Through this process, I have discovered what Lyn Hilt (@L_Hilt) has referred to as “Effort In = Reward Out.” Along the way, I have benefited in real ways from the ideas, practices and insights shared by the amazing and thoughtful educators who are part of my PLN. Engaging with the work of others has nudged me to take risks, pushed me to think more deeply, and opened up new ideas for empowering students in their learning.

In the (tongue-in-cheek) words of George Siemens, these powerful learning experiences led me to conclude that “My Personal Learning Network is the most awesomest thing ever!” Siemens’s piece challenged my thinking about PLN’s, in general, and helped me to think differently about the importance of my network and my place within it. Continue reading

“Learning by heart”

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I believe that schools can become much more than places where there are big people who are learned and little people who are learners. They can become cultures where youngsters are discovering the joy, the difficulty, and the excitement of learning and where adults are continually rediscovering the joy, the difficulty and excitement of learning. Places where we are all in it together — learning by heart. — Roland S. Barth, Learning By Heart (2004), page 29

I first encountered Roland Barth’s book, Learning by Heart, as part of the required reading for my administrative credential program in the days B.T. (Before Twitter). In his book, Barth warned about the tendency among school leaders to become so focused on the “more important matters” of the job that they miss the truly critical work of “lead learning.” Instead, he urged educational leaders to work as co-creators of a “community of learners” committed to lifelong learning, discovering new knowledge, and making their learning visible by sharing openly with colleagues. Throughout my career, I have taken his words to heart.

And, I find that Barth’s wise words still ring true for me as I try to sort out how to apply their meaning for my work today. Recently, I have started to participate an online interactive course, “Educational Leadership in the Digital Age”, facilitated by Lyn Hilt (@l_hilt) of the PLP Network (Powerful Learning Practice). Last week, one of our topics for exploration was what does it mean to be a “lead learner” in a “time of rapid change with ever-evolving digital technologies.” Continue reading

Stepping into the social media landscape

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Getting started with social media can be daunting. I remember when I began exploring Twitter a few years ago. Like many others, when I signed up, I didn’t get it. I was almost instantly overwhelmed with the amount of information and could not make sense of it.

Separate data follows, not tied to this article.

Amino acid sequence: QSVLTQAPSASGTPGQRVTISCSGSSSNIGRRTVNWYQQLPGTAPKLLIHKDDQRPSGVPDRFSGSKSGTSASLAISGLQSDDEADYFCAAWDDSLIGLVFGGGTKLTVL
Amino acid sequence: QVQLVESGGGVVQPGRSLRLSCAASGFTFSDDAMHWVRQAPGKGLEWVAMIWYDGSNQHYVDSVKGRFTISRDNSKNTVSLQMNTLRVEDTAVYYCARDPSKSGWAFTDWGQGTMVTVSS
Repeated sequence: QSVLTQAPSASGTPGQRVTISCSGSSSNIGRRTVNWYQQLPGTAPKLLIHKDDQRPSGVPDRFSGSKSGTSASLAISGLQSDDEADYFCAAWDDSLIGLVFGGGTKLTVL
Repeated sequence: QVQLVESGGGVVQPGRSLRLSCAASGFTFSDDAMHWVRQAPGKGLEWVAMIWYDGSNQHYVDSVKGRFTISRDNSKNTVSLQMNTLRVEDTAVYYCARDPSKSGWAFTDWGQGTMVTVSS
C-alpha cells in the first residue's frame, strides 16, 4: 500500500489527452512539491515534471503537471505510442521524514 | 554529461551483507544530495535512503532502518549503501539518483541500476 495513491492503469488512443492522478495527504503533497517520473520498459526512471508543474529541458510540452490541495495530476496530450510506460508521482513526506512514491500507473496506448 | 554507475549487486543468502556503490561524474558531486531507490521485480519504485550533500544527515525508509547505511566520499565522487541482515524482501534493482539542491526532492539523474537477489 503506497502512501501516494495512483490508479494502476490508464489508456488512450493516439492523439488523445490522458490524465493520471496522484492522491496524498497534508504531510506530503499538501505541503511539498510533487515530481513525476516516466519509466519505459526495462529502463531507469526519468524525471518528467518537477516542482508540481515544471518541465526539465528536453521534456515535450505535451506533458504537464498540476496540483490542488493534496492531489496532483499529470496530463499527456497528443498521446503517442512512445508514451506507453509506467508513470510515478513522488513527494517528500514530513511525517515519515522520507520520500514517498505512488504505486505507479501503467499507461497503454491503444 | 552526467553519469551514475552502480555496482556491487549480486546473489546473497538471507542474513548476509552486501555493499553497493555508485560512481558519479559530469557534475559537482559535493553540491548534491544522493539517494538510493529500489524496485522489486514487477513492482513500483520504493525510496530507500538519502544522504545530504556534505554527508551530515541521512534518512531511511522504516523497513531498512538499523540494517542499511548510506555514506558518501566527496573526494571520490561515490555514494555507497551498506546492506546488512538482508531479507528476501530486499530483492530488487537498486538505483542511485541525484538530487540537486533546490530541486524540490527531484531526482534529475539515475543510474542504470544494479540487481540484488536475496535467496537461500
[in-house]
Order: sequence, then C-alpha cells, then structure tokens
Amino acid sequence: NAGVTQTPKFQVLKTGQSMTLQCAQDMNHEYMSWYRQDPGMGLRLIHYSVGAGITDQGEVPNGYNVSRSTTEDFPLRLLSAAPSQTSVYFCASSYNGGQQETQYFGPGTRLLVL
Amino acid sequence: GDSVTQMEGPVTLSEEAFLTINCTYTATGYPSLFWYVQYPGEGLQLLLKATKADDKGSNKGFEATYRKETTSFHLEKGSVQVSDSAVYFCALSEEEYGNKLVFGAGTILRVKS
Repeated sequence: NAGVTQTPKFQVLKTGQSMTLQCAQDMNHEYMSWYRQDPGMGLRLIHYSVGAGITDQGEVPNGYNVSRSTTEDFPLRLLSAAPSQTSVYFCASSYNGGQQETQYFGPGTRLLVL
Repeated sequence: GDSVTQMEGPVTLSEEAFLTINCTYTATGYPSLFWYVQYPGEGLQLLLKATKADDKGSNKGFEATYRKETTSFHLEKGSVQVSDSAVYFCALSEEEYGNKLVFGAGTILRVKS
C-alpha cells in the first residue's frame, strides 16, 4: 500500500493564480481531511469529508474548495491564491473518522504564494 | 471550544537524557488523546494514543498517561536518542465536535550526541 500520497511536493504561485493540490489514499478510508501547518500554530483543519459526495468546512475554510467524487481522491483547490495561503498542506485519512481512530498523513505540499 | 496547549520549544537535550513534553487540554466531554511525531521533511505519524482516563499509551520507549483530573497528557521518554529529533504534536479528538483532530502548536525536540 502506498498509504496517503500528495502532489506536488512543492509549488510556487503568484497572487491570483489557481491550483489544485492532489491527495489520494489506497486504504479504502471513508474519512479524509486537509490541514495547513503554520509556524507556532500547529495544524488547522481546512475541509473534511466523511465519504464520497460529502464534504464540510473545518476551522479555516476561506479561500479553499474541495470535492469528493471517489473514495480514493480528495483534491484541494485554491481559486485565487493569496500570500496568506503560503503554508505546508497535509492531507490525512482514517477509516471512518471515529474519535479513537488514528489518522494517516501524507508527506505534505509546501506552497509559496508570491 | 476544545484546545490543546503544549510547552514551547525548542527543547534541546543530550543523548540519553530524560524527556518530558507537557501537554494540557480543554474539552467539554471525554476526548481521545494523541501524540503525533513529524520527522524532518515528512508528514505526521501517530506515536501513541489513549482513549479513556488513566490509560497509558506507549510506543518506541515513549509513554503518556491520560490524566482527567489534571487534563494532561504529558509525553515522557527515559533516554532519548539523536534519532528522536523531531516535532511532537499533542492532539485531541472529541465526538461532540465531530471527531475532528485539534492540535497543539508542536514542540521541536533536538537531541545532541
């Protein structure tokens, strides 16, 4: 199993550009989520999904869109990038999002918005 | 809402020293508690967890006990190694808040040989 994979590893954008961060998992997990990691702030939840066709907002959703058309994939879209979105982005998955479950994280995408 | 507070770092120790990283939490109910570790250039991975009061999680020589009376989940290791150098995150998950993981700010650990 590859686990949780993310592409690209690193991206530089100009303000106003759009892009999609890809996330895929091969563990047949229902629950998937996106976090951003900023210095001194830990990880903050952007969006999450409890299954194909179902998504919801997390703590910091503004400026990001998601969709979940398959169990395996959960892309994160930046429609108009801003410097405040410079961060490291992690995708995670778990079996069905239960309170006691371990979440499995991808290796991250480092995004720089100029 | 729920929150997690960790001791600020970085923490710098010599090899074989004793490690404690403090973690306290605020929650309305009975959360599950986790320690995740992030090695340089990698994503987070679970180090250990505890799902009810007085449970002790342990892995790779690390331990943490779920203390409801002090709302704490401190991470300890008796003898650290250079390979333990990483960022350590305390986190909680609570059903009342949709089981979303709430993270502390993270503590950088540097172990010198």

As I stumbled my way through the seemingly strange social media landscape, I’ve met some amazing guides who have paved a path. I began to read and delve into the resources they shared and slowly…I learned more. As I learned, I began to get my bearings a bit. Through their example, they have opened up a whole new world to me.

Here are just a few of the educators who are part of my personal learning network and the resources they have generously shared with those interested in learning more about how to use social media for professional learning and community engagement. Continue reading

Moving forward in the face of fear

“Courage is not the absence of fear, but rather the judgment that something else is more important than one’s fear.”  — Ambrose Redmoon

In my work, I frequently hear profound trepidation about the big, wide world of social media. The chorus of voices bemoans the ubiquity of Facebook and issues cautionary tales of how social sites are diminishing our personal connections to others. And on and on…

Underneath this reluctance, I hear a genuine sense of fear — fear of our world spinning out of control. In an effort to regain some semblance of control, there is a tendency to react by wanting to “shut it down.” Instead, I’d like to urge us to be courageous in our leadership and move forward in the face of fear.

As Redmoon’s quote suggests, being courageous does not mean “the absence of fear.” Rather, it is “the judgment that something else is more important that one’s fear.” As educators, I would also add that our ability to prepare our students for their future and to engage with our communities to accomplish that goal, in a world that is growing ever more complex and fast-paced, is more important that our own fear.

open leadership

I recently revisited Open Leadership, by Charlene Li (@charleneli). Li’s book provided me with a bit of a road map to begin grappling with my own uncertainty. While the book is not geared specifically for those of us toiling in the field of education, I think educational leaders will find plenty of resources here to get started.

At the outset, Li assesses the new terrain which has been characterized by the “fundamental shift in power” from institutions (like schools) to customers (such as our students, parents, and community members).  With new social technologies, more people are online, using of social sites and sharing digital resources like never before. Li points out that conversations that used to take place in more private realms of offices, phone calls, and even the parking lot, are now taking place online. While these developments may make us squirm, we are powerless to stop them.

The question, then, is how do we manage our fears as we navigate forward in digital spaces to connect more meaningfully with our communities? Li offers four key take aways for educators. Continue reading